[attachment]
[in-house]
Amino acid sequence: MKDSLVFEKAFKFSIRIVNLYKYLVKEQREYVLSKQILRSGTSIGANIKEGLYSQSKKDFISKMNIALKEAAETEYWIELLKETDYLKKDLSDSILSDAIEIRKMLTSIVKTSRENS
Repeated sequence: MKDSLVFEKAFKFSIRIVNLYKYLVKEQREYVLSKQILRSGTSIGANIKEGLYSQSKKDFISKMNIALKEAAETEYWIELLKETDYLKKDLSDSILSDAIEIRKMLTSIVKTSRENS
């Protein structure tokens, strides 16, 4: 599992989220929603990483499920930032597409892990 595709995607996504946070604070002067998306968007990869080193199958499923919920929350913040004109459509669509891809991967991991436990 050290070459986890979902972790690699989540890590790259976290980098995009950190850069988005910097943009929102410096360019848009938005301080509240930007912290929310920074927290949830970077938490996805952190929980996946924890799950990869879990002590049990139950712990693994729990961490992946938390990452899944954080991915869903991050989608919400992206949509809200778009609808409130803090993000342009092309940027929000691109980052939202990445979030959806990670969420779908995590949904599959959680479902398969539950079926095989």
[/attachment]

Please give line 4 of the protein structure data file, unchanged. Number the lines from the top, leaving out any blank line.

């Protein structure tokens, strides 16, 4: 599992989220929603990483499920930032597409892990 595709995607996504946070604070002067998306968007990869080193199958499923919920929350913040004109459509669509891809991967991991436990 050290070459986890979902972790690699989540890590790259976290980098995009950190850069988005910097943009929102410096360019848009938005301080509240930007912290929310920074927290949830970077938490996805952190929980996946924890799950990869879990002590049990139950712990693994729990961490992946938390990452899944954080991915869903991050989608919400992206949509809200778009609808409130803090993000342009092309940027929000691109980052939202990445979030959806990670969420779908995590949904599959959680479902398969539950079926095989």